All Things Visible and Invisible

A Spanish-speaking patient with advanced dementia grabbed her chest and grimaced. Everyone thought she was having a heart attack. When I asked her what’s going on, she told me her soul was hurting so much that she knew she’s going to die.

“The soul?” When I told the nurses, they rolled their eyes as if one of us had lost our mind.

And where is the mind anyway? Think about those who are left with a brain that looks like a block of Swiss cheese, yet manage to come up with the most brilliant ideas. It used to amaze me that some of my “confused” dementia patients were keeping better track of my daily schedule than I did.

I believe in the mind and the soul. Even my most unscientific side knows that while physically intangible, these are not just lofty ideas that are abused across the centuries by poets, philosophers, or, well, psychologists.

Will science ever identify exactly where our mind and soul reside? Does it matter? All those required readings on Aristotle, Descartes, and Damasio didn’t answer my question. Think about those whose heart and brain are relatively intact and active, yet never make it out of the hospital “alive.” So, we “saved” their lives… Or did we?

Science is great but reductionism is not the answer. Unfortunately and fortunately, we are more than a dish of cells. There is something remarkable and intriguing about human beings. It is often possible for those with known physiological anomalies to maintain and retain control over their mind. It also is more common than you think to find a living body that appears to be without a soul.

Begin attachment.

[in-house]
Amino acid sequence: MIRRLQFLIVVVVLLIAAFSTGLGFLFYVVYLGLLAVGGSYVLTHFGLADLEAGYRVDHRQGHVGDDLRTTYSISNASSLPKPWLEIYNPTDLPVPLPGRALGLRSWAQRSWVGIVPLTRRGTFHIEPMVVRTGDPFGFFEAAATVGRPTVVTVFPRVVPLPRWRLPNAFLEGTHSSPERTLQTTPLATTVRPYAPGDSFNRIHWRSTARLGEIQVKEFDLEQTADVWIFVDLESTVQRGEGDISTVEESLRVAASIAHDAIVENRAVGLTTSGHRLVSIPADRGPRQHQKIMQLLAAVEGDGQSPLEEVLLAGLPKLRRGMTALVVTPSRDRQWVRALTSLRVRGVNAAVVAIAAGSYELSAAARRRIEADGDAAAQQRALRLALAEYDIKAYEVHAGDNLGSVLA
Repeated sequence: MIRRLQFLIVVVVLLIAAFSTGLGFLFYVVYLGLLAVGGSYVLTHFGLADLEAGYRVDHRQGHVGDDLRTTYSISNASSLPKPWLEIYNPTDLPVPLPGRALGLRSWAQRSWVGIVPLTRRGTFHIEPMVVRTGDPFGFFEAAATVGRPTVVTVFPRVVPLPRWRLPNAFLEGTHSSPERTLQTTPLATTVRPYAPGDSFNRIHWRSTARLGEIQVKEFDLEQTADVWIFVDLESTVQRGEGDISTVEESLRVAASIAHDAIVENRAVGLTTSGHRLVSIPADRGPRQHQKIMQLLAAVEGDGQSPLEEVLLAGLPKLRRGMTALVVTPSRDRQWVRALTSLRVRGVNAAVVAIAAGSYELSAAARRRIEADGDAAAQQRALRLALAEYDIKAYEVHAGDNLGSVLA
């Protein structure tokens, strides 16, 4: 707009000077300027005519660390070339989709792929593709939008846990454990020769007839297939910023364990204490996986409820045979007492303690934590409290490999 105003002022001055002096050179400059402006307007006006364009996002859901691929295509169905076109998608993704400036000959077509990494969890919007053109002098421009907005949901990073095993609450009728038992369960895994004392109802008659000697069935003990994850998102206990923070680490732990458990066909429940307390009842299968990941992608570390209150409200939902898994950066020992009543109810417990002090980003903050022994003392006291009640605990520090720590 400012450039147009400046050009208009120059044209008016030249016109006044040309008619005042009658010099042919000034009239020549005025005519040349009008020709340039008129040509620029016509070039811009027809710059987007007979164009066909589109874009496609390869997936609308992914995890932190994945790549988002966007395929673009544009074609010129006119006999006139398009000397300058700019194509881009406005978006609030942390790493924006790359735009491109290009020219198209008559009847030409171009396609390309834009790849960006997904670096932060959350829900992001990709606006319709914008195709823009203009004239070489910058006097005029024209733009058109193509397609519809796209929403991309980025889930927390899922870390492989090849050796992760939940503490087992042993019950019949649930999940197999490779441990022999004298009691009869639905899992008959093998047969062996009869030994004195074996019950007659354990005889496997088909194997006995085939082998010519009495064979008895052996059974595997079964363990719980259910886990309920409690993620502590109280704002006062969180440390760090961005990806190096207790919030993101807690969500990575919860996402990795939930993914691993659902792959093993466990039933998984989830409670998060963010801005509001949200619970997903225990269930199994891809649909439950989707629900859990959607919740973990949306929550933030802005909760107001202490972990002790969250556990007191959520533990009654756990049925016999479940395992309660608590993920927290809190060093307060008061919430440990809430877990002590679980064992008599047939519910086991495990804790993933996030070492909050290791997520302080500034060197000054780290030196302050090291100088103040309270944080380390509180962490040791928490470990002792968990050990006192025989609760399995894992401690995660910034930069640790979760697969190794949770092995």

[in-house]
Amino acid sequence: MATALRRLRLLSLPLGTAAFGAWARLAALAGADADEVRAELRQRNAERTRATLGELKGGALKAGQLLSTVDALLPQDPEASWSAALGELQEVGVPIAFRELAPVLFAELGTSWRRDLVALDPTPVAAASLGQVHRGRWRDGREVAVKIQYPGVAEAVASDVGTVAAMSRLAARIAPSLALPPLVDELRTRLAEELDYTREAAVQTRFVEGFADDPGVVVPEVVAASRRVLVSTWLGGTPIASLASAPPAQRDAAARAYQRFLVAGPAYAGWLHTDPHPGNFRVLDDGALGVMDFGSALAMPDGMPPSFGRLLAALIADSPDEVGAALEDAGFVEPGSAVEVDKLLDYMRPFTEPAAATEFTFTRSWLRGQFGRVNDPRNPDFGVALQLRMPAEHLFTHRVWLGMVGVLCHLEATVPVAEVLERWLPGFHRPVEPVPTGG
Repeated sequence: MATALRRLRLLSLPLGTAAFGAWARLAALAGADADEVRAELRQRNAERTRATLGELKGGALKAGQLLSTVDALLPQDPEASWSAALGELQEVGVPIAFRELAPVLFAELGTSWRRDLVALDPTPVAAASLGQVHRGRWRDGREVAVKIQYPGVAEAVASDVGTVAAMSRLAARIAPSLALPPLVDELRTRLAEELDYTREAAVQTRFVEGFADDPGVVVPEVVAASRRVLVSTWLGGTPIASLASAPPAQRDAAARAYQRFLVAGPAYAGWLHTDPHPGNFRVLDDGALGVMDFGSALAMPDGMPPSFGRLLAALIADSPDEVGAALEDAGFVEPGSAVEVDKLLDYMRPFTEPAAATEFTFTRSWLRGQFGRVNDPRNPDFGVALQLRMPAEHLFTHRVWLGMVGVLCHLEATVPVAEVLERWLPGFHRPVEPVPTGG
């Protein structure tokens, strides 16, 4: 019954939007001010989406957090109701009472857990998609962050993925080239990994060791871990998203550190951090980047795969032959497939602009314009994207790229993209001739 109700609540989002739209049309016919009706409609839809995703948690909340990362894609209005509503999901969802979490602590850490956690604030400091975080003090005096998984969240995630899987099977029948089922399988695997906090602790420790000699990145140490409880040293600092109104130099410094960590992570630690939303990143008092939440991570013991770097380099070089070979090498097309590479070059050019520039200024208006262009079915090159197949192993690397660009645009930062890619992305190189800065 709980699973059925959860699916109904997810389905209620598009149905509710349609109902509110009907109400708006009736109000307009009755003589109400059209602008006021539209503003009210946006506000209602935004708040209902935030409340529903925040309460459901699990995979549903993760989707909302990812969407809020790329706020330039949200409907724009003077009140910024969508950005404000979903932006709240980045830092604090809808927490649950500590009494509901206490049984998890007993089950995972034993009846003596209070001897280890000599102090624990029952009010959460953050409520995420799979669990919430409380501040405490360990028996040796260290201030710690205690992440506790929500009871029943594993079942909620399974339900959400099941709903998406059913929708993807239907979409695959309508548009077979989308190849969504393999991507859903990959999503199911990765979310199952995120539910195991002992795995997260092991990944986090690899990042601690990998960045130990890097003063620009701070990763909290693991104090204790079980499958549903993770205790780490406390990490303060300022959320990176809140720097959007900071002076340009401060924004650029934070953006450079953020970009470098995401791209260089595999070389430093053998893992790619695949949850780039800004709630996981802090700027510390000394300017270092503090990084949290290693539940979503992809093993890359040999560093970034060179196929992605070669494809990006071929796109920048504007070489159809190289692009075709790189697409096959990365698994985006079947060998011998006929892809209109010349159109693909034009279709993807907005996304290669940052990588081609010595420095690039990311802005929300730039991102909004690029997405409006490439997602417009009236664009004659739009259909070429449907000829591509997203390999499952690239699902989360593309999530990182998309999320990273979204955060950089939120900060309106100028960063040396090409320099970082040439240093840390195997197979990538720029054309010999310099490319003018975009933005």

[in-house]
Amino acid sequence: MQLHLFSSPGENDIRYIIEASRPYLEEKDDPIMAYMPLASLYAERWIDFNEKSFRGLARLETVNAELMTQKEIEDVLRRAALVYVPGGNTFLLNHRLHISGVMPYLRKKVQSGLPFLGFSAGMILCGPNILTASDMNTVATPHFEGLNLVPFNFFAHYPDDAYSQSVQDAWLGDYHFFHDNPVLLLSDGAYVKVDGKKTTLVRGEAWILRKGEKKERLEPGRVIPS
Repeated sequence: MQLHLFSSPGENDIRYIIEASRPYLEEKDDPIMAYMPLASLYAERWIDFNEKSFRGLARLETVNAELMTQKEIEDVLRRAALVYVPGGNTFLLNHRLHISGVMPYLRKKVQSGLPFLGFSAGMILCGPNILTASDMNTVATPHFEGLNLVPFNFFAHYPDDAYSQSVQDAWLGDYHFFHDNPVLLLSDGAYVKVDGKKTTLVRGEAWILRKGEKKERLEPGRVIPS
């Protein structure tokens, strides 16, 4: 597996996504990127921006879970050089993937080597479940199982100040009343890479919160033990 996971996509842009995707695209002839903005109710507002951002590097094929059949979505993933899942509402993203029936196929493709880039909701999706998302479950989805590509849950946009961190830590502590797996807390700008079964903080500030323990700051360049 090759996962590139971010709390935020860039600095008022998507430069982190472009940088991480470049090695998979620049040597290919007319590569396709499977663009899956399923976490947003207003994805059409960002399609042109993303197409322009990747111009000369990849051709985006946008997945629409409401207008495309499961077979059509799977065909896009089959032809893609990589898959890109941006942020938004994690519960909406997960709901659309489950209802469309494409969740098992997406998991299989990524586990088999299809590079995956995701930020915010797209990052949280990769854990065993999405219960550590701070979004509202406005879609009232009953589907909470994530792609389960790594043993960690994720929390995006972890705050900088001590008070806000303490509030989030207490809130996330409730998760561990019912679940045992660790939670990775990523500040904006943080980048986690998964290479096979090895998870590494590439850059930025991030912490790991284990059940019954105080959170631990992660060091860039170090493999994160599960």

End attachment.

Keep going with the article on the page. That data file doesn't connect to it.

What then must we do? How much could we change; how much could we maintain before we’re out of time?

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About C

If you consider volunteering at a luncheon for older adults as my first exposure to the field, I have been in geropsychology for at least twenty years. As family, friend, volunteer, trainee, and professional, I have found myself in adult day care centers, senior centers, senior living facilities, nursing homes, medical and psychiatric wards, hospice, and personal homes of older adults. Wherever I go, be it an orphanage, a museum, a prison, an airport, or a random corner in the neighborhood, issues related to aging and mental health often come to mind. I used to think that I could make a difference only if I became a top-notch researcher, educator, or clinician. As I continue to follow this meandering path, it dawns on me that as a nobody in the field, I can still add my light to the sum of light by sharing what I know. Over the years, I have "converted" a few very dedicated individuals to focus on aging-related work within their respective disciplines and encouraged a handful more to stay in this field despite its winding course. I believe by bringing aging and mental health issues to the foreground, we will amass a stronger force to promote advocacy, research, and quality care.
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